With the advent of Ethernet fabrics, the number of tiers that need to be managed across an enterprise network is being sharply reduced. In fact, instead of thinking in terms of routers and switches, the gear that makes up the network is now being managed as one logical platform for delivering network services.
Right now, there is a race on to deliver the Ethernet fabrics that make delivering those services possible with vendors now extending the reach of their Ethernet fabrics out from the data center to the edge of the network.
The two latest vendors to make that extension are Brocade and Extreme Networks, which today separately announced new additions to their Ethernet fabric lineups.
Brocade unveiled the Brocade HyperEdge Architecture, which fulfills a commitment the company made last year to deliver a broad array of services to the edge of the network. Those services include centralized access point management, distributed access point forwarding, self-healing Brocade Mobility Access Points and Active-Active links within individual Brocade domains.
According to Siva Valliappan, director of product management for Brocade, the Brocade Ethernet fabric is designed to unify the management of network services from the edge of the network to the data center. In essence, Valliappan says Brocade now allows IT organizations to flatten their networks in a way that allows them to better manage the end user experience on an end-to-end basis.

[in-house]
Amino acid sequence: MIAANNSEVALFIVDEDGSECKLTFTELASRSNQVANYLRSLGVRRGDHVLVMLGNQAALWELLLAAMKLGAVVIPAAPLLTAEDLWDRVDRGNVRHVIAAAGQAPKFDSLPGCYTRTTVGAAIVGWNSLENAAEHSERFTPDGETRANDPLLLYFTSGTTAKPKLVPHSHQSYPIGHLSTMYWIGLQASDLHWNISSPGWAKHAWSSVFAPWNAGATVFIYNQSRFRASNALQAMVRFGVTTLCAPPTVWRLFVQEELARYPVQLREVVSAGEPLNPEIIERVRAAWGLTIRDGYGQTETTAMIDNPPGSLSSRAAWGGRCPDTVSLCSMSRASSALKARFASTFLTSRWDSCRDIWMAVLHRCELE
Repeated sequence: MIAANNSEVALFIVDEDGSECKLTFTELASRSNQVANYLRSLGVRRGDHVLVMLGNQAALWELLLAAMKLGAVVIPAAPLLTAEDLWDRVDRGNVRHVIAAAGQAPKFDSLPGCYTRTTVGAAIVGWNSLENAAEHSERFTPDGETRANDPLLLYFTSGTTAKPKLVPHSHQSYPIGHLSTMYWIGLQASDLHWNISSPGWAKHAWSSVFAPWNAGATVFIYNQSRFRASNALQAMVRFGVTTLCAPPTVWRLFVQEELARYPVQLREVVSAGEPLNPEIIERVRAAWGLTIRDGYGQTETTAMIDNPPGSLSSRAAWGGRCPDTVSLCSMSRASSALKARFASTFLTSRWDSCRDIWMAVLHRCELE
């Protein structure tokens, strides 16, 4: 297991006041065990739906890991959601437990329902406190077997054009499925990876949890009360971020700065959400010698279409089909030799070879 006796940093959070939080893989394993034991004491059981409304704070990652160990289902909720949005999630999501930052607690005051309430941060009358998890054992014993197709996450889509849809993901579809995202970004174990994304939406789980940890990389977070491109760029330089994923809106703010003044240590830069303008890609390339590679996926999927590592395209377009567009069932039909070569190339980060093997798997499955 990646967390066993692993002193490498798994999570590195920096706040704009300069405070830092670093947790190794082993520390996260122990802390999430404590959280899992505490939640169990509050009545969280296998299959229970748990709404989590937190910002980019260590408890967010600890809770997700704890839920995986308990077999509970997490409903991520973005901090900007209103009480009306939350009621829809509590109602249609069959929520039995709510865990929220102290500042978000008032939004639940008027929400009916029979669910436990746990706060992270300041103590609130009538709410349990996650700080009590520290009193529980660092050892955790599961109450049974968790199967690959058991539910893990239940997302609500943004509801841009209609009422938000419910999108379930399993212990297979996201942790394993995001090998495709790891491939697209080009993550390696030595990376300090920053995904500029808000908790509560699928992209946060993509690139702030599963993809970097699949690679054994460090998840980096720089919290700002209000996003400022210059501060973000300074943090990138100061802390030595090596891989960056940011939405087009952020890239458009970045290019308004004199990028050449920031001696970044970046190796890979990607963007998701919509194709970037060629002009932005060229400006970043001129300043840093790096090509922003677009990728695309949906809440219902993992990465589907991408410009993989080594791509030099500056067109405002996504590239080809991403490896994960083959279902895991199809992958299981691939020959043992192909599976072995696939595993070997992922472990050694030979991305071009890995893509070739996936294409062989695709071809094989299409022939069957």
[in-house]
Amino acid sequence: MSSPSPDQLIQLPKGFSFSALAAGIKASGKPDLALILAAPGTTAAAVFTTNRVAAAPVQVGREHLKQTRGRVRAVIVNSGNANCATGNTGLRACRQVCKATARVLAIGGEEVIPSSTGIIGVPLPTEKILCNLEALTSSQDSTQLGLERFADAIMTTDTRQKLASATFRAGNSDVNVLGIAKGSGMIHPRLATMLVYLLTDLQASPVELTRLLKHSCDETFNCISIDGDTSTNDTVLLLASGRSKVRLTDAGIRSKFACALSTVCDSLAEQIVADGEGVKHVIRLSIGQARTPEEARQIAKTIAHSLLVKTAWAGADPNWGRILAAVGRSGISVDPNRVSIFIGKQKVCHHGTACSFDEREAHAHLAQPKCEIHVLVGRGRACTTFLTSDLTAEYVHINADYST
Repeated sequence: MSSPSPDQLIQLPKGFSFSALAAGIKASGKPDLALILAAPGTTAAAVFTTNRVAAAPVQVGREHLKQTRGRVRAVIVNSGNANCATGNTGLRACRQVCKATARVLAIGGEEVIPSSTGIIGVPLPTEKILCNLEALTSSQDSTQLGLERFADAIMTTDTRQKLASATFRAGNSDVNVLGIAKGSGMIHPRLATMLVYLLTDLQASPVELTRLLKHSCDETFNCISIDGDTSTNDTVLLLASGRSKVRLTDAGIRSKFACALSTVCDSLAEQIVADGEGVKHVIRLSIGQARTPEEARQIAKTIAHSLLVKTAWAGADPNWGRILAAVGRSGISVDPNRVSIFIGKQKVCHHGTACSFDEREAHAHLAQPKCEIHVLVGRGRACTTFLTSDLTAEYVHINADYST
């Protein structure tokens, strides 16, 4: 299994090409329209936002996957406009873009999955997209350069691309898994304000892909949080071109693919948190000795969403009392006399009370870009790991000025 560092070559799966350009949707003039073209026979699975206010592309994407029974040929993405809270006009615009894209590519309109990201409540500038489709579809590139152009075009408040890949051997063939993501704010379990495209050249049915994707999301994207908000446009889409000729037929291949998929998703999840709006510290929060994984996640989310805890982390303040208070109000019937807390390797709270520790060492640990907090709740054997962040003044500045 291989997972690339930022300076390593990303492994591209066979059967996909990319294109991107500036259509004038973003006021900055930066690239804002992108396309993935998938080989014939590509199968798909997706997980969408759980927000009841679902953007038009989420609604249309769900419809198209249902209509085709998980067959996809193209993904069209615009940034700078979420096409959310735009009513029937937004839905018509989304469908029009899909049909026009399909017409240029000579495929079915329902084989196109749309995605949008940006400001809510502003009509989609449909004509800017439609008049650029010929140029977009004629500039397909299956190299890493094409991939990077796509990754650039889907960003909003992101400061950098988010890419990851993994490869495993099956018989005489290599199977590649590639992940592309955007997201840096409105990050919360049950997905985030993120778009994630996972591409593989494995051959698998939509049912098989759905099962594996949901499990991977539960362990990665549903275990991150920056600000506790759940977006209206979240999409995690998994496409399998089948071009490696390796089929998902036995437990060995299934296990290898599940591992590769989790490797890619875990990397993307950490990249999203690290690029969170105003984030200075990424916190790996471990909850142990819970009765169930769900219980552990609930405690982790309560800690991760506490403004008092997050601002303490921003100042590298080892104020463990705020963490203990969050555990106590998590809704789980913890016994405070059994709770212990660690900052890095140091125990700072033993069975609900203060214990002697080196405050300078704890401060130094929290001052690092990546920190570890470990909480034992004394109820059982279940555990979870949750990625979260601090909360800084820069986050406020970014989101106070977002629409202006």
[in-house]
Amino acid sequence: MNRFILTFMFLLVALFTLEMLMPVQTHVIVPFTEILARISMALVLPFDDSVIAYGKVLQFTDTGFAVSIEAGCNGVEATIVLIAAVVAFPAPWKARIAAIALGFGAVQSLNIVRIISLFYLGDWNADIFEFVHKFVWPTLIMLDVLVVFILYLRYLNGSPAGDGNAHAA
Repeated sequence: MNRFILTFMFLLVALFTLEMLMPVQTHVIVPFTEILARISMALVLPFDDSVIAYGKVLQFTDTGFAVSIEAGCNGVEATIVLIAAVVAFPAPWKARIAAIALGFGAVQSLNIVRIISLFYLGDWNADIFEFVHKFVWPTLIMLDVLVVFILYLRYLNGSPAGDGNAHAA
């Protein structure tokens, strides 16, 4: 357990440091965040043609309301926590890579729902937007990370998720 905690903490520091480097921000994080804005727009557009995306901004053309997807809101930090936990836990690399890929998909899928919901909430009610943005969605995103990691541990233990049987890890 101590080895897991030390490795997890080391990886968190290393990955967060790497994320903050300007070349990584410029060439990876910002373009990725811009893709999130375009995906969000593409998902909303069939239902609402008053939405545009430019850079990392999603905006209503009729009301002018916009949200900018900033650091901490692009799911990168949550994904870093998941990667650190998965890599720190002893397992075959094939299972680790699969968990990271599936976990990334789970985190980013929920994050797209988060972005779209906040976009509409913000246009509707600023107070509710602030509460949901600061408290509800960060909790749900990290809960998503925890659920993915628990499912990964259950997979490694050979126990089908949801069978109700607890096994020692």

At the same time, Extreme Networks is launching Open Fabric Edge, an extension of ExtremeXOS that not only can be used to integrate wired and wireless networks; it can also be deployed to manage unified communications, physical security and audio-video bridging.
According to Jake Howering, director of data center marketing solutions for Extreme Networks, as an extension of the Extreme Network Ethernet Fabric, Open Fabric Edge allows organizations to reduce the cost of managing network environments using a common set of management tools.
Brocade and Extreme Networks are not the only vendors pursuing Ethernet Fabric architectures. Cisco, Hewlett-Packard and Enterasys have all rolled out their own versions of similar architectures. The challenge right now is that in terms of enterprise networking, IT organizations have not seen this level of innovation in years.
The bad news is that ranging from software-defined networking to new frameworks for managing IT infrastructure in the era of the cloud, absorbing all these changes will take some time. But the one thing that is for certain is that as platforms for delivering services continue to evolve, the network world as we once knew it will never be the same again.